Cybercriminals and nation-states have doubled down and improved on popular attacks, targeting companies with double-extortion ransomware attacks, adopting various COVID-19-themed lures for phishing, and taking advantage of cybersecurity chaos following the move to remote work, according to three threat reports published last week. (By Robert Lemos, DarkReading) Ingalls: We understand cybersecurity attacks. Since 2010, we’ve been in war rooms and boardrooms, investigating computer networks targeted and attacked by criminals and nation-state sponsored hackers. This experience gives us a powerful edge. Please contact us today if you would like to speak to one of our cybersecurity experts about how we can help secure your company's information in a personalized and efficient way with our cybersecurity and Managed Detection and Response services.
Following Microsoft's release of out-of-band patches to address multiple zero-day flaws in on-premises versions of Microsoft Exchange Server, the U.S. Cybersecurity and Infrastructure Security Agency (CISA) has issued an emergency directive warning of "active exploitation" of the vulnerabilities. (By Ravie Lakshmanan, The Hacker News) Ingalls: We released a cybersecurity advisory on this issue yesterday that contains our recommended actions plus links to additional resources.
The Ryuk scourge has a new trick in its arsenal: Self-replication via SMB shares and port scanning. The fresh version of Ryuk reads through infected devices’ Address Resolution Protocol (ARP) tables, which store the IP addresses and MAC addresses of any network devices that the machines communicate with. Then, according to ANSSI, it sends a “Wake-On-LAN” packet to each host, in order to wake up powered-off computers. (By: Tara Seals, Threatpost) Ingalls: The Emotet – TrickBot – Ryuk ransomware killchain is an advanced cybersecurity threat that organizations and Cybersecurity professionals face. Understanding the specific techniques, tactics, and procedures (TTPs) that the threat actors who use these tools employ can provide vital insight to protecting against and responding to incidents. In our research paper, we explore evidence collected and analysis performed during real-world incident response efforts led by Ingalls Information Security.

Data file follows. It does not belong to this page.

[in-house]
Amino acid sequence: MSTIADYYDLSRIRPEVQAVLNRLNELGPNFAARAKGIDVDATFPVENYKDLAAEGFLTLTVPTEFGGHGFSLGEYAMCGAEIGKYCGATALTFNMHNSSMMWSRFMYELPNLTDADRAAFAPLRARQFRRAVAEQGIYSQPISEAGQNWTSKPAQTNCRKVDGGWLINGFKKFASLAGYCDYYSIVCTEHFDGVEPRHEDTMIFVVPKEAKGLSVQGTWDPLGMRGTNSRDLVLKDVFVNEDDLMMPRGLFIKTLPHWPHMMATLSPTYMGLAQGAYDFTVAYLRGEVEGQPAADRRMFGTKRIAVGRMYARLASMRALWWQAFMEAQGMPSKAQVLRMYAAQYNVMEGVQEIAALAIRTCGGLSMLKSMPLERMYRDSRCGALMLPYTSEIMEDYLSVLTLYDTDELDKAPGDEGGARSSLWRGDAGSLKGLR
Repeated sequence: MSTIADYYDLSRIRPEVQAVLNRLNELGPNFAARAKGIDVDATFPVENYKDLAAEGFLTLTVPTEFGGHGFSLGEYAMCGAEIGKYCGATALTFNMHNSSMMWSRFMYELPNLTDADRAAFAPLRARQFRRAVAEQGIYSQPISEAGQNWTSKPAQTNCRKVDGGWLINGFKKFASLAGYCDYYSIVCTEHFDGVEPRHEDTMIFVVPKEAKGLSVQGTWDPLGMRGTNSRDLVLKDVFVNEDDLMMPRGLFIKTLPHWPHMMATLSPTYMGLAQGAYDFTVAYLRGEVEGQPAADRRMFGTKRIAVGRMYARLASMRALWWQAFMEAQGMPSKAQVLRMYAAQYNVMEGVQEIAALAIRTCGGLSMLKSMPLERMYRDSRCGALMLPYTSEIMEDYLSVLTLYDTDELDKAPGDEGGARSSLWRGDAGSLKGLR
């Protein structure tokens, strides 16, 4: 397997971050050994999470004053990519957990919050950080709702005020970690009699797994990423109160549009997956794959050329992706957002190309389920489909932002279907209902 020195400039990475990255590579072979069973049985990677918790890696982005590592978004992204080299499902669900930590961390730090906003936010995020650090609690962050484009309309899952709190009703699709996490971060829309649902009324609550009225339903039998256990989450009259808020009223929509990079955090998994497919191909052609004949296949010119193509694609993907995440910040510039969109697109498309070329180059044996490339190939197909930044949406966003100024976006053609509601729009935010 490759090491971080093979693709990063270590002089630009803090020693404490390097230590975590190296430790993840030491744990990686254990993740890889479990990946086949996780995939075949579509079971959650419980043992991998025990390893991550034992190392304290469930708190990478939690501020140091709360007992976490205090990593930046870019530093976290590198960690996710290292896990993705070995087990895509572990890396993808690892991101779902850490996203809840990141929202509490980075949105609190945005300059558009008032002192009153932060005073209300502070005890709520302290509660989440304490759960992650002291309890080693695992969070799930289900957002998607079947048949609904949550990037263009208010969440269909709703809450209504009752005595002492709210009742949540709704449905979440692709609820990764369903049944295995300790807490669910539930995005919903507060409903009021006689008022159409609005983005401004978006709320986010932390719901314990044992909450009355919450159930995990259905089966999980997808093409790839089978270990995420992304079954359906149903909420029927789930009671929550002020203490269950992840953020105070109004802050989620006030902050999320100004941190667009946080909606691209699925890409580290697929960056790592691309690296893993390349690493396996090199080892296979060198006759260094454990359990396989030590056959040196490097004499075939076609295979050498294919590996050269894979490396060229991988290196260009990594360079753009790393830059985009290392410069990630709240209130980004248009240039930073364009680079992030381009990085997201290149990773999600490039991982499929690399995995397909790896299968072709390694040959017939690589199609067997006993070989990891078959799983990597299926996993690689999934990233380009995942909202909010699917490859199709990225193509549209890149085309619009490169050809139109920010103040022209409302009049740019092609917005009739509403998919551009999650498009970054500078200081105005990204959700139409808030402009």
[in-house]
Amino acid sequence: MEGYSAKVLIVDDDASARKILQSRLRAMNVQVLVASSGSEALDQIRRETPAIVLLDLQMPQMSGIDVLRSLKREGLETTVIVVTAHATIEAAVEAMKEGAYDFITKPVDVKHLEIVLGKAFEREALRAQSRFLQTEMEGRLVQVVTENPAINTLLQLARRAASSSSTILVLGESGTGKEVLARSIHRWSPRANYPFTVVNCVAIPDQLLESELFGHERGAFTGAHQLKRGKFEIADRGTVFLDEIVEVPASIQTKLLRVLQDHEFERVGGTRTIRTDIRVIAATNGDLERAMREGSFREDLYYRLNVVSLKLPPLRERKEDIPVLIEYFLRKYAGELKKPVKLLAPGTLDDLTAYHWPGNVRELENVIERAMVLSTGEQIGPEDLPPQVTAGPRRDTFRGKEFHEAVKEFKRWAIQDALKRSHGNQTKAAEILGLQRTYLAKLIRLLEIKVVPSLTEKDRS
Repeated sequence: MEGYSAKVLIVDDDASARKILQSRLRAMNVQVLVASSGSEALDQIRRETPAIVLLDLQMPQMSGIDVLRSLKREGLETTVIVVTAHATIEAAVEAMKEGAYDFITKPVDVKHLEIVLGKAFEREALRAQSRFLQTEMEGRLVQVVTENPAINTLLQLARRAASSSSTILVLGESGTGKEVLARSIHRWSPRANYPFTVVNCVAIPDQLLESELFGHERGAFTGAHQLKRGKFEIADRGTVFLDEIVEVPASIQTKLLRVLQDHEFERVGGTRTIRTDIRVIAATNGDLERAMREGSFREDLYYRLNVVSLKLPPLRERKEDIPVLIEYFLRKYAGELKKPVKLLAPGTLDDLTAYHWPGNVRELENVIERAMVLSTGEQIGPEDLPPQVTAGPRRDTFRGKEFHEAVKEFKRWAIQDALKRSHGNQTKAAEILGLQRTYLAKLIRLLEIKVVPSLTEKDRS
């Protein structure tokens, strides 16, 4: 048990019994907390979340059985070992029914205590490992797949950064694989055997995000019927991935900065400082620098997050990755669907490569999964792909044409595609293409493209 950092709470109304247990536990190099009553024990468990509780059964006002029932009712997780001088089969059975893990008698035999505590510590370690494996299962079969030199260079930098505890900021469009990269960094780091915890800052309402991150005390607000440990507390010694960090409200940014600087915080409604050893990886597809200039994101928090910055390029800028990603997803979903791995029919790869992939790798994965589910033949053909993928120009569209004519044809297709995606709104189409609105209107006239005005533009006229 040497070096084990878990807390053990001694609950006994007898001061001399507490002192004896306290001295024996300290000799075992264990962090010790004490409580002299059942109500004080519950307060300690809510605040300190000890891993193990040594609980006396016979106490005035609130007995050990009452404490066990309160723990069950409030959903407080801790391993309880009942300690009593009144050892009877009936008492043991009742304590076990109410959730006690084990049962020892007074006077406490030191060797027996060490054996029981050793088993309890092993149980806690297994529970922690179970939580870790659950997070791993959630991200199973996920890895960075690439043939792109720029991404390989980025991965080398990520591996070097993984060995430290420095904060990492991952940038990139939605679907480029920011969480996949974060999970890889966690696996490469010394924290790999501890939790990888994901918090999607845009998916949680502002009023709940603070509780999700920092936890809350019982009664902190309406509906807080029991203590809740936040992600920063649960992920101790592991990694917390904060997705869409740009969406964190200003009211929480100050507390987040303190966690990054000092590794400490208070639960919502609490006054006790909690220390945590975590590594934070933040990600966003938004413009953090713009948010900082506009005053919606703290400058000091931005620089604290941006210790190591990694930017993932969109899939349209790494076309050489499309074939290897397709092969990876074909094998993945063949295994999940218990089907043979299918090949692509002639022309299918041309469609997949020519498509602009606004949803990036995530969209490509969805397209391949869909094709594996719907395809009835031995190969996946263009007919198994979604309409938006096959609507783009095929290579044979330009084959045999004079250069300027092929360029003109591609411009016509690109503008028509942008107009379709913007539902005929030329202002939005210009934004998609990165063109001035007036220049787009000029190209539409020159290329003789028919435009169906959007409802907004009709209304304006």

The global pandemic had a dramatic influence on the cybersecurity landscape in 2020. “Cybercrime is an established industry driven by innovation to find vulnerabilities that can be monetized. The high-risk threats from the report are those that had the highest impact which is one of the metrics used in calculating risk. Looking forward, we see that state-sponsored cybercrime is leading the way with immense resources and talent. In 2021 we expect more attacks to leverage supply chain techniques that make use of the tools and tactics discovered in the SolarWinds breach,” said the CTO of Cymulate. (By Help Net Security) Ingalls: Ingalls’ tailored Managed Detection and Response (MDR) and Cybersecurity Risk Management Services enable a defense-in-depth approach so organizations of all sizes can rest easier knowing their environments are safe from criminal threats. Defense-in-depth is our blueprint, we use next-generation antivirus (NGAV) that employs artificial intelligence and machine learning to monitor, detect, and respond to criminals’ tactics, techniques and procedures (TTPs). Our experienced analysts use multiple layers of customized and proprietary tools to provide context and actionable information, simplifying enhanced security so you can rest easier. Download our white paper to learn more about our defense-in-depth approach to information security through our Managed Detection and Response (MDR) services.
The year 2020 broke all records when it came to data lost in breaches and sheer numbers of cyber-attacks on companies, government, and individuals. In addition, the sophistication of threats increased from the application of emerging technologies such as machine learning, artificial intelligence, and 5G, and especially from greater tactical cooperation among hacker groups and state actors. The recent Solar Winds attack, among others, highlighted both the threat and sophistication of those realities. (By Chuck Brooks, Forbes) Ingalls: The SolarWinds Orion software compromise has grabbed headlines like few other cybersecurity events in history. It will rank as one of the most serious security breaches of all time, and be studied as an early example of a supply chain insertion attack, performed as part of nation-state cyber espionage. It could have been much worse. Click here to learn why software alone cannot effectively defend against cyberattacks.